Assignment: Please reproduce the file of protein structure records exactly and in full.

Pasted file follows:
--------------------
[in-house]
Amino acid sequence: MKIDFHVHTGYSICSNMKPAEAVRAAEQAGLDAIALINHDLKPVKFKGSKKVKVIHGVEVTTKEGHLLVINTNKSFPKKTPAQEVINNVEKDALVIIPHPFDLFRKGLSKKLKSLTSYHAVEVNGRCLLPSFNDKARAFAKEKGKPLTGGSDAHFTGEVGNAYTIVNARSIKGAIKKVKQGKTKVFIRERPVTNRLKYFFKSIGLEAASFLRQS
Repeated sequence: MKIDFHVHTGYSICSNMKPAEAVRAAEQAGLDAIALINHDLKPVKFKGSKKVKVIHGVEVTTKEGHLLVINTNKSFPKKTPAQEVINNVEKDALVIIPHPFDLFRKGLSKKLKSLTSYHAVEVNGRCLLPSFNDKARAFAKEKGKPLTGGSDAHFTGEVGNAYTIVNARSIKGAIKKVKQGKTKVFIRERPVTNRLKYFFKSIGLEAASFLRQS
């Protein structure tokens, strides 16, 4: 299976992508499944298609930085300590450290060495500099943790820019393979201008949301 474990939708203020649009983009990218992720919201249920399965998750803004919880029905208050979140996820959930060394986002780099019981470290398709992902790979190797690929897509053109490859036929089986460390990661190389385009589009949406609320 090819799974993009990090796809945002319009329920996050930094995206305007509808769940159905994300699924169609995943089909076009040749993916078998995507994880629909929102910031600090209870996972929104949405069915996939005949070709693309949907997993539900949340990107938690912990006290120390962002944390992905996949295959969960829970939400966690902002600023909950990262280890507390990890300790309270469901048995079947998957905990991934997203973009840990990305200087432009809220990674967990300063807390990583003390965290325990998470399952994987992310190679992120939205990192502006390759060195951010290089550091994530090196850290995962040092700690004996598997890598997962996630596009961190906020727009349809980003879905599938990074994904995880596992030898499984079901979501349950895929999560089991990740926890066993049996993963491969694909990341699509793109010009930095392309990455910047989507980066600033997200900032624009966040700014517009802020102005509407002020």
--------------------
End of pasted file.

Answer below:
[in-house]
Amino acid sequence: MKIDFHVHTGYSICSNMKPAEAVRAAEQAGLDAIALINHDLKPVKFKGSKKVKVIHGVEVTTKEGHLLVINTNKSFPKKTPAQEVINNVEKDALVIIPHPFDLFRKGLSKKLKSLTSYHAVEVNGRCLLPSFNDKARAFAKEKGKPLTGGSDAHFTGEVGNAYTIVNARSIKGAIKKVKQGKTKVFIRERPVTNRLKYFFKSIGLEAASFLRQS
Repeated sequence: MKIDFHVHTGYSICSNMKPAEAVRAAEQAGLDAIALINHDLKPVKFKGSKKVKVIHGVEVTTKEGHLLVINTNKSFPKKTPAQEVINNVEKDALVIIPHPFDLFRKGLSKKLKSLTSYHAVEVNGRCLLPSFNDKARAFAKEKGKPLTGGSDAHFTGEVGNAYTIVNARSIKGAIKKVKQGKTKVFIRERPVTNRLKYFFKSIGLEAASFLRQS
């Protein structure tokens, strides 16, 4: 299976992508499944298609930085300590450290060495500099943790820019393979201008949301 474990939708203020649009983009990218992720919201249920399965998750803004919880029905208050979140996820959930060394986002780099019981470290398709992902790979190797690929897509053109490859036929089986460390990661190389385009589009949406609320 090819799974993009990090796809945002319009329920996050930094995206305007509808769940159905994300699924169609995943089909076009040749993916078998995507994880629909929102910031600090209870996972929104949405069915996939005949070709693309949907997993539900949340990107938690912990006290120390962002944390992905996949295959969960829970939400966690902002600023909950990262280890507390990890300790309270469901048995079947998957905990991934997203973009840990990305200087432009809220990674967990300063807390990583003390965290325990998470399952994987992310190679992120939205990192502006390759060195951010290089550091994530090196850290995962040092700690004996598997890598997962996630596009961190906020727009349809980003879905599938990074994904995880596992030898499984079901979501349950895929999560089991990740926890066993049996993963491969694909990341699509793109010009930095392309990455910047989507980066600033997200900032624009966040700014517009802020102005509407002020």